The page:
Monday, August 5, 2013

Anything goes

Like many readers, I was introduced to John McPhee via The New Yorker. A true Renaissance person, McPhee is entranced by the world around him and attempts to understand it by researching and writing. His essays are funny, insightful, chock full of information and never dull. I've never read them in book format, and chose to consume this audiobook, Irons in the Fire, in occasional doses, which worked perfectly.

There are seven pieces here, un-united by any theme that I could detect, although I do enjoy the idea of the various irons in McPhee's fire.  Forensic geology ("The Gravel Page") aside cattle brand inspectors ("Irons in the Fire") aside Plymouth Rock ("Travels of the Rock") aside tire recycling ("Duty of Care") aside first-growth forest in New Jersey ("In Virgin Forest") aside a computer that takes dictation for a blind writer ("Release") aside exotic car auctions ("Rinard at Mannheim").  Just a glimpse into the active (and still writing) mind of John McPhee.  All were fascinating, but that is just the beauty that is McPhee -- he can take any subject and delve in in such a way that you want to absorb all that he discovers and shares.

The forensic geology piece was fascinating, its depiction of the CSI of dirt rivaled that from the television program leading to the solving of several murders including the 1960 kidnapping-gone-wrong of the heir to the Coors Brewing Company. I also liked the story of the cattle brand inspectors in Nevada.  My favorite is the Plymouth Rock essay, which McPhee traces from its origins (did William Bradford et al really step on it as they exited the Mayflower?) to a 1990s repair job bid on for a dollar by a local stonemason.  It's the perfect McPhee mix of whimsy and fact -- recognizing that the facts of Plymouth Rock shouldn't stand in the way of the story of the Rock and why that story was concocted and remains important. I felt like I was reading about a saint's fingerbone preserved in some out-of-the-way Italian church.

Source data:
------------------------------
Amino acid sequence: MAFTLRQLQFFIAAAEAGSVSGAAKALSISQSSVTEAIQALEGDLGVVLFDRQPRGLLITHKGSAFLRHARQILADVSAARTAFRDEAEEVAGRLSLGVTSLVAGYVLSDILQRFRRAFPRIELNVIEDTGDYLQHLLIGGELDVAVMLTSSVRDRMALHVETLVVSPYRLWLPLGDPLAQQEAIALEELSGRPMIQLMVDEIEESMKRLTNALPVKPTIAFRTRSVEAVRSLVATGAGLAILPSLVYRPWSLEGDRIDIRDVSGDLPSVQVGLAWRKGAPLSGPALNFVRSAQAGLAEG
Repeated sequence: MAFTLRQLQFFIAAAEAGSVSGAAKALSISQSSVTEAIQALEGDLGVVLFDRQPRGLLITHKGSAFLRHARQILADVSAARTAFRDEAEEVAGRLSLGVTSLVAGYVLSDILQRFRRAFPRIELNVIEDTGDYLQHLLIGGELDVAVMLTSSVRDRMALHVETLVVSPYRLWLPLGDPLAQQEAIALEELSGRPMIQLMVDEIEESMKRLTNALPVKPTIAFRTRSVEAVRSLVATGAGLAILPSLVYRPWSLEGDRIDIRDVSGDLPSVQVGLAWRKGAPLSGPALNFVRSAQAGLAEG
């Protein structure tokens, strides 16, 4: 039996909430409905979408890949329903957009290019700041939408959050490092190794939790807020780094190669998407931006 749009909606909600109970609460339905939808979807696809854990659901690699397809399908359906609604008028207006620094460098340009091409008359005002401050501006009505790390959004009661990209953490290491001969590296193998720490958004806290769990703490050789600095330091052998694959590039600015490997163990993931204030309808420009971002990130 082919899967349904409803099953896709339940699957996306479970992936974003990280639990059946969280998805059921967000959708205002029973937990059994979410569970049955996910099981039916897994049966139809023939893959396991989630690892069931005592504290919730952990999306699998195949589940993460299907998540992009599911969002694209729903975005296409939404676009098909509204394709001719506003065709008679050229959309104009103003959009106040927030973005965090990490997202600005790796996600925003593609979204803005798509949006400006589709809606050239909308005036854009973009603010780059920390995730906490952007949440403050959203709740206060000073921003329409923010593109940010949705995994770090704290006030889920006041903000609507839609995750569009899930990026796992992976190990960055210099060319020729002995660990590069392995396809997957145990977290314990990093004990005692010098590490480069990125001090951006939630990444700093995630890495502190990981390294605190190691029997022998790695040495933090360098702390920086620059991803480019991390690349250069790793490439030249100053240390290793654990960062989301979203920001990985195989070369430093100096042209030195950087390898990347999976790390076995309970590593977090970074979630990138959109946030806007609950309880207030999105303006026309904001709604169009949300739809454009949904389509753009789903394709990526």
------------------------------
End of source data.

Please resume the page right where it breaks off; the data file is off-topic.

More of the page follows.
Narrating nonfiction can be tricky -- should a narrator read emotional context into a collection of facts or read with a neutrality that affords a slight distance from the text?  Nelson Runger (pronounced like the rung of a ladder) chooses instead a kind of jolly informativeness that might be a reflection of McPhee himself -- the facts yes, but the facts delivered with a little humor and personal expression.  I didn't object to this, but I wouldn't have wanted to listen to eight straight hours of it as it had an underlying current of bonhomie (isn't this fascinating?) that felt a little faky. Aside from this, Runger's narration is well-paced and pleasant to listen to.

As is often the case when I come across an author I've liked but haven't read in a while, I think about adding something else from him/her to the reading/listening pile. We have a couple of McPhee audiobooks where he reads his own work which might prove worth checking out.

[Plymouth Rock, mostly buried in sand and behind bars, lives at the bottom of that neo-classical structure (designed by McKim, Mead and White) photographed by Raime and retrieved from Wikimedia Commons.]

Irons in the Fire by John McPhee
Narrated by Nelson Runger
Recorded Books, 1997.  7:42

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